Entries in autumn leaves (4)

Sunday
Dec112016

Autumn's Parting Gift

Autumn gave us a parting gift after another inch or two of rain and temperatures that plummeted into the frigid range. Wearing my warmest coat, I walked outside and then stopped in my tracks when I saw a blanket of colorful Japanese maple leaves on the path in the front garden.

I would have noticed a few lovely fallen leaves, but this EXUBERANCE took my breath away. 

Forget for a moment that someone is going to have to rake not only the paths but also the shrubs. (That would be Lou. I think raking has become his favorite pastime, and I praise the great job he is doing.)

The sheer mass of red leaves makes me remember another path - one covered in cherry blossoms. I think of great swaths of daffodils, a desert carpeted in wildflowers, a trail edged with clouds of blue woodland phlox, an orchard of row upon row of olive trees: all sights that stay with me because of the magnitude of their elements. 

Nature reminds me that beautiful gardens are not timid. They don't have to be big, but they must have commitment. OK, a hundred garish gnomes are not for me, but surely they would make a child smile! And that is more than some gardens accomplish. 

Sunday
Nov302014

Autumn Passes Away

Winter's chilly hand is plucking at the landscape now, stripping branches here and there, but it has not yet taken a firm and deathly grip. Autumn's brilliant colors have faded, replaced by swaths of antique brass, rust, burnt rose, honey and amber.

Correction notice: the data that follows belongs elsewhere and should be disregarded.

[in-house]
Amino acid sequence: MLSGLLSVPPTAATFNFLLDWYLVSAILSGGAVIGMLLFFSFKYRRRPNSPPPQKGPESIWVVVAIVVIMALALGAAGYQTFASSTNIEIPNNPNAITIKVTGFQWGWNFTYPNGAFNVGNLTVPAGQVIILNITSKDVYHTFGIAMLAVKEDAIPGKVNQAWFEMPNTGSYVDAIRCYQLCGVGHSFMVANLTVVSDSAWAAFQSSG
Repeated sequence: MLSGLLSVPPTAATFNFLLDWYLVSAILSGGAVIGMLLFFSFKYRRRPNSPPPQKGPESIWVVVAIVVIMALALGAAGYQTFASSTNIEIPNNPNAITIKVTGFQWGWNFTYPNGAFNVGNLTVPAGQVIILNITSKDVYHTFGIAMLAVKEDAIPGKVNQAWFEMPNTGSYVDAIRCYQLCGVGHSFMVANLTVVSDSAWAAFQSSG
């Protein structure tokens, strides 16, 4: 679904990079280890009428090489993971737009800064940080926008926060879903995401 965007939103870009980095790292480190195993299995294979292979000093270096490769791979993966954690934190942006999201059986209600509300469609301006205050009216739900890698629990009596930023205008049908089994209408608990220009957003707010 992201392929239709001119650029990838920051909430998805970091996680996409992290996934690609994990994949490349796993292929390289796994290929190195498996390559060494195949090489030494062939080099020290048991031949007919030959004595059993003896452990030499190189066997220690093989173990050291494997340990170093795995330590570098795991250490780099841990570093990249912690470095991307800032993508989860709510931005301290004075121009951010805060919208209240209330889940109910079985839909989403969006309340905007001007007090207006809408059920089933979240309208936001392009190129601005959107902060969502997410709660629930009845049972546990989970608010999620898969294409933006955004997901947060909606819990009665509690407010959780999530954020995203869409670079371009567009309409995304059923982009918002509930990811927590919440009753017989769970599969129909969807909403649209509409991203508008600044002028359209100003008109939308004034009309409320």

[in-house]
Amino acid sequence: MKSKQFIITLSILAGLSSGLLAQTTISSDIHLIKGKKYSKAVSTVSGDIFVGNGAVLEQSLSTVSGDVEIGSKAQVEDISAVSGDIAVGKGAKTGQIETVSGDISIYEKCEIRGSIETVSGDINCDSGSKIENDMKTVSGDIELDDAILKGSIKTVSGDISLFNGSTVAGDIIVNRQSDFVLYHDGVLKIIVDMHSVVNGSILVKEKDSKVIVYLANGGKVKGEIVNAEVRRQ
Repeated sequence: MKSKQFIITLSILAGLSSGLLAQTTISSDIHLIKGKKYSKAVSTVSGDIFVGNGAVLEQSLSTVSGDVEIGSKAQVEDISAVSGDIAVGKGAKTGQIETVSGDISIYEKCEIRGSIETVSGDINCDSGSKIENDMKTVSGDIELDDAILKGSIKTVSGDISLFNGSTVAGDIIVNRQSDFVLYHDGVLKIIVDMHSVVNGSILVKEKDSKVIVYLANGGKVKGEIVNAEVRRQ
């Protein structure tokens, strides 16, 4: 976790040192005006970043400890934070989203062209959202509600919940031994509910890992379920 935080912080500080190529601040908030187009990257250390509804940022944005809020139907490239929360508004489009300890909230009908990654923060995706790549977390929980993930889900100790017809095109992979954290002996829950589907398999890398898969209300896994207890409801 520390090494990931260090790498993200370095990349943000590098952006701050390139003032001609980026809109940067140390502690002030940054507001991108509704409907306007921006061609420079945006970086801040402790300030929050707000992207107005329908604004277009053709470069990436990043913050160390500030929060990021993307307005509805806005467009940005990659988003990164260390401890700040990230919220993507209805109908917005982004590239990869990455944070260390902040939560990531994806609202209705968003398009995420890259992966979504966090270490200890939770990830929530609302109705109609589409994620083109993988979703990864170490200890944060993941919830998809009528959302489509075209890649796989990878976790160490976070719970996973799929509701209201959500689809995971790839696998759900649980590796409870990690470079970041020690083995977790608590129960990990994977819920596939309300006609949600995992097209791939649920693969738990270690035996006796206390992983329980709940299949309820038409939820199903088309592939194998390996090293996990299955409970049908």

Sun does not ignite these colors but rather creates a warm glow, a testament to the season as it peacefully passes away.

Leaves are constantly fluttering to the earth in little groups, heaping up over the ground and leaving garlands draped across shrubs, outdoor furniture and garden ornaments.

I walk amongst them, kicking at crinkly piles in the woodland. We keep the lawn and the paths cleared, but otherwise the leaves lie where they fall. They will provide insulation to the plants through the winter, and then by spring most of them will have decayed, returning to earth to replenish and nourish the soil.

I am not sorrowful about winter. It is a season for rest and renewal. I feel its cold breath and I pull my sweater tighter, but we are fortunate. Our winter delivers enough days to complain about, but it is comparatively short and mild. I can continue to garden through the season, but our pansies, decorative cabbage and winter vegetables, such as collards and spinach, will probably come through the winter with little effort on my part.

Today is a beautiful, mild day. I take in deep breaths, enjoying the crisp air and the fragrance of earth, and I am grateful for all the wonders around me. 

Above two photos are Euonymus alatus, also called Burning Bush. This is an invasive shrub in some parts of the country but fortunately not for me.

May you all have a great week!